Cyber Liability

Cover your business' liability for a data breach and other cyber crimes by getting help with legal expenses, notifying customers, restoring personal identities and recovering compromised data
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3. Free and Easy Tech Solutions to Lower Cyber Risk

Cyber criminals generally are looking for easy targets. Showing a strong foundation of cyber security has proven to discourage attempts. A strong exterior security posture is representative of strong interior security. We often find small businesses do not enable exterior security settings or misconfigure security settings that actually already exist in their current hardware and software. Here are a few tips to improve the cyber security profile of a company that can be self-administered. 

Sender Policy Framework (SPF)  is used to authenticate the sender of an email. With an SPF record in place, Internet Service Providers can verify that a mail server is authorized to send email for a specific domain. An SPF record is a DNS TXT record containing a list of the IP addresses that are allowed to send email on behalf of your domain.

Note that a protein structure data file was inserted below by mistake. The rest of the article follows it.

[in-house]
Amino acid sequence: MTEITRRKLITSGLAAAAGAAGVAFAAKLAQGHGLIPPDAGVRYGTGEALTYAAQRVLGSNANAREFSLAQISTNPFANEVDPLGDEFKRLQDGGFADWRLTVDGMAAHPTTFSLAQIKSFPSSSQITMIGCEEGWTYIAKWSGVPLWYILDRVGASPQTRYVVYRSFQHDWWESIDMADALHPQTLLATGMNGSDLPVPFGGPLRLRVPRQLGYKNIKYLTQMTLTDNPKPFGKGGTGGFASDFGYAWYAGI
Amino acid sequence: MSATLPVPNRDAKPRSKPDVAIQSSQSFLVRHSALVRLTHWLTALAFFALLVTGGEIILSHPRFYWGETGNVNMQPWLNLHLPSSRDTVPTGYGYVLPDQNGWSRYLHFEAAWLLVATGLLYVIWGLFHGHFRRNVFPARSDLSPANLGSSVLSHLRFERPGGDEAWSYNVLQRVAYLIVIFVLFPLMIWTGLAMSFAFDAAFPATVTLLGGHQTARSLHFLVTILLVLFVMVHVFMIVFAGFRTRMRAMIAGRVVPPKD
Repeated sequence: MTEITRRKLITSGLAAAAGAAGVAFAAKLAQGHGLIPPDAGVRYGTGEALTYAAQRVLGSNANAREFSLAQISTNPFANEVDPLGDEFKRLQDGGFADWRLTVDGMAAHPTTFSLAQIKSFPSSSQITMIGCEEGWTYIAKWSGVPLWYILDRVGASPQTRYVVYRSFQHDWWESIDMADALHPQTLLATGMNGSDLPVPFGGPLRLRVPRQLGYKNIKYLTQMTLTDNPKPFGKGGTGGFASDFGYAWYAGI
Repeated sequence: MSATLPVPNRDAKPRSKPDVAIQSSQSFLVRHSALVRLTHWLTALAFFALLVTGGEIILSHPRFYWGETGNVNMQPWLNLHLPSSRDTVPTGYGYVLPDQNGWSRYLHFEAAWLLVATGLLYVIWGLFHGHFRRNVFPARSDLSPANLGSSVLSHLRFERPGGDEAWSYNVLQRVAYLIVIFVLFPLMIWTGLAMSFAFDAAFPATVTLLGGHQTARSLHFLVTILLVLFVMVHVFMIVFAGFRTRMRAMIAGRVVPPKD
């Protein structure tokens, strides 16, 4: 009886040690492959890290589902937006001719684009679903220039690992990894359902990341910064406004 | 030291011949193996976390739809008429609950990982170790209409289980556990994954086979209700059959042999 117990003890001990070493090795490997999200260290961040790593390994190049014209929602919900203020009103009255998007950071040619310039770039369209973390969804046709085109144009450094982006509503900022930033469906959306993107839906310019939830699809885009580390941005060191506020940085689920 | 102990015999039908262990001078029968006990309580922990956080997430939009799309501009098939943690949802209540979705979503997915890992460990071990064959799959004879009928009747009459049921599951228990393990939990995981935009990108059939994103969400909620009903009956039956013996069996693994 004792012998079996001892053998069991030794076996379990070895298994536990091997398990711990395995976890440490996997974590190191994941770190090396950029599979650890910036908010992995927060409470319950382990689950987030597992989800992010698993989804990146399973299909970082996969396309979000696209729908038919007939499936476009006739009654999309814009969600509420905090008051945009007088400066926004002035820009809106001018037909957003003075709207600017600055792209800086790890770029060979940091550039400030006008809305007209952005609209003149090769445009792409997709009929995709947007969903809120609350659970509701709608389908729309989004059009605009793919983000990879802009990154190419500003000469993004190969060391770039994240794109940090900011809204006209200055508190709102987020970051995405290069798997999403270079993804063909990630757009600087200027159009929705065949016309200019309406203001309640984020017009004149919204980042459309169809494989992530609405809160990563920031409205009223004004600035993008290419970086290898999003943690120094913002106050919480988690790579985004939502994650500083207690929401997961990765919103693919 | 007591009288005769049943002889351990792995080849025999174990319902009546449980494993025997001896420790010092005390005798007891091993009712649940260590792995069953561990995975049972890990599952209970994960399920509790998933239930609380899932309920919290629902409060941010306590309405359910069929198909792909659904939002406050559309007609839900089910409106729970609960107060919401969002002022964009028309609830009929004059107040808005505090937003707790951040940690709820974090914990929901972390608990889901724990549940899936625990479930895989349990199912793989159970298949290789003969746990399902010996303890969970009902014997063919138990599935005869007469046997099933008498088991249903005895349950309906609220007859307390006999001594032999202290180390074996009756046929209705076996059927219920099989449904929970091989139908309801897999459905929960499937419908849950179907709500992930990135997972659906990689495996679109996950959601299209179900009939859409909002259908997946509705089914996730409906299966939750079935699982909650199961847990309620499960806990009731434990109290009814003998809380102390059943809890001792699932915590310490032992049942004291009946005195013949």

DMARC (Domain-based Message Authentication, Reporting and Conformance) is an email authentication protocol that is designed to give email domain owners the ability to protect their domain from unauthorized use (known as email spoofing). The purpose of implementing DMARC is to protect a domain from being exploited in business email compromise attacks, phishing emails, email scams, and other cyber threat activities.

SSL (Secure Sockets Layer)  is the standard technology for keeping an internet connection secure and safeguarding any sensitive data that is being sent between two systems, preventing criminals from reading and modifying any information transferred, including potential personal details. SSL secures communication between a server and a client (for example, a shopping website and browser) or server to server (for example, an application with personal identifiable information or with payroll information). 

File and disk encryption protects any stored data on your computer or network. If your business collects personally identifiable information (PII) such as names, birthdates, or financial information from clients or customers, that information must be secured in order for you to maintain compliance with various organizations and committees. If your organization is storing PII and it gets stolen or the information is leaked, you can be held liable for the massive fines. Encryption allows users with the correct key to access and decrypt your data. In some legal jurisdictions, if encryption is used for PII, your client may not need to notify their customers whose information has been compromised - thus lowering breach costs. 

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Cyber Risk Mitigation